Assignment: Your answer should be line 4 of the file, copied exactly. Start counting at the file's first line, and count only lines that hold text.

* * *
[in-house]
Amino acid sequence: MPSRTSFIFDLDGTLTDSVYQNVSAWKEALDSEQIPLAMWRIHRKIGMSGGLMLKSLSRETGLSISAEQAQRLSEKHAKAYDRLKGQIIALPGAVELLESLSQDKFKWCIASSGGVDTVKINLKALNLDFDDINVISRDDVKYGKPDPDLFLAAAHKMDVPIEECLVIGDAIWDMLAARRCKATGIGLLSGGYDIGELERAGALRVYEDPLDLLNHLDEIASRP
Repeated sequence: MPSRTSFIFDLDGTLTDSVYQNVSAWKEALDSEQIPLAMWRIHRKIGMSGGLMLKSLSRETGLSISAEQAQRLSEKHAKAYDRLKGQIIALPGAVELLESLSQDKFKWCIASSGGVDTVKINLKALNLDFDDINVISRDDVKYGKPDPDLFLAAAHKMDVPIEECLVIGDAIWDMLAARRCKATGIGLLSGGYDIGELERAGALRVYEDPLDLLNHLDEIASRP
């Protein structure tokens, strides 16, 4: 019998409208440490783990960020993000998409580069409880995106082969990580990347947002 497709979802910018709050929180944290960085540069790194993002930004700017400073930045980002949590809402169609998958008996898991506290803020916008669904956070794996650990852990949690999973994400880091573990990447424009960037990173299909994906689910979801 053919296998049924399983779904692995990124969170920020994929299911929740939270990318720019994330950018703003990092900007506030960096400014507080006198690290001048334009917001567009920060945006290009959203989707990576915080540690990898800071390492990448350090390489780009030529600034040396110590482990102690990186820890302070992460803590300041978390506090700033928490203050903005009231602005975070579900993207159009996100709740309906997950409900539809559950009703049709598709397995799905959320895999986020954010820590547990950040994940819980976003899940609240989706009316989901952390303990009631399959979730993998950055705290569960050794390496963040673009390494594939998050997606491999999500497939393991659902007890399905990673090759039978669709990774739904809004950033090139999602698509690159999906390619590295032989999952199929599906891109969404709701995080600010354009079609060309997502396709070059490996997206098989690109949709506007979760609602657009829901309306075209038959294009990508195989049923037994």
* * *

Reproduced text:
């Protein structure tokens, strides 16, 4: 019998409208440490783990960020993000998409580069409880995106082969990580990347947002 497709979802910018709050929180944290960085540069790194993002930004700017400073930045980002949590809402169609998958008996898991506290803020916008669904956070794996650990852990949690999973994400880091573990990447424009960037990173299909994906689910979801 053919296998049924399983779904692995990124969170920020994929299911929740939270990318720019994330950018703003990092900007506030960096400014507080006198690290001048334009917001567009920060945006290009959203989707990576915080540690990898800071390492990448350090390489780009030529600034040396110590482990102690990186820890302070992460803590300041978390506090700033928490203050903005009231602005975070579900993207159009996100709740309906997950409900539809559950009703049709598709397995799905959320895999986020954010820590547990950040994940819980976003899940609240989706009316989901952390303990009631399959979730993998950055705290569960050794390496963040673009390494594939998050997606491999999500497939393991659902007890399905990673090759039978669709990774739904809004950033090139999602698509690159999906390619590295032989999952199929599906891109969404709701995080600010354009079609060309997502396709070059490996997206098989690109949709506007979760609602657009829901309306075209038959294009990508195989049923037994």